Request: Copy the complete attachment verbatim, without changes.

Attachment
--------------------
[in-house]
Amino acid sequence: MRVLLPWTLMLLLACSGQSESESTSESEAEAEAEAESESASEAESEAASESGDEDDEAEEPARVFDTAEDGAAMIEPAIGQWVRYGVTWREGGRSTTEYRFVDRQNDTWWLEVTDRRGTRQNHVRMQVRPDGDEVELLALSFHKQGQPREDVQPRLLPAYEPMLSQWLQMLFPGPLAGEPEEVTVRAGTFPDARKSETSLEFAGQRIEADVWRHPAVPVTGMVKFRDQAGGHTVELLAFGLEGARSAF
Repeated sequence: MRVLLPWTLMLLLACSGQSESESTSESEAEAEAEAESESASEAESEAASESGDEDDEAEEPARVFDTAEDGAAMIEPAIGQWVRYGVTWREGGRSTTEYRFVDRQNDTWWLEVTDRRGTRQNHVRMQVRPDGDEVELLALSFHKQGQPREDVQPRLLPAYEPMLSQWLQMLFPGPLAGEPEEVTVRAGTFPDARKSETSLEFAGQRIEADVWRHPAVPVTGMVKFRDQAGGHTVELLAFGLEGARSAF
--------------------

[in-house]
Amino acid sequence: MRVLLPWTLMLLLACSGQSESESTSESEAEAEAEAESESASEAESEAASESGDEDDEAEEPARVFDTAEDGAAMIEPAIGQWVRYGVTWREGGRSTTEYRFVDRQNDTWWLEVTDRRGTRQNHVRMQVRPDGDEVELLALSFHKQGQPREDVQPRLLPAYEPMLSQWLQMLFPGPLAGEPEEVTVRAGTFPDARKSETSLEFAGQRIEADVWRHPAVPVTGMVKFRDQAGGHTVELLAFGLEGARSAF
Repeated sequence: MRVLLPWTLMLLLACSGQSESESTSESEAEAEAEAESESASEAESEAASESGDEDDEAEEPARVFDTAEDGAAMIEPAIGQWVRYGVTWREGGRSTTEYRFVDRQNDTWWLEVTDRRGTRQNHVRMQVRPDGDEVELLALSFHKQGQPREDVQPRLLPAYEPMLSQWLQMLFPGPLAGEPEEVTVRAGTFPDARKSETSLEFAGQRIEADVWRHPAVPVTGMVKFRDQAGGHTVELLAFGLEGARSAF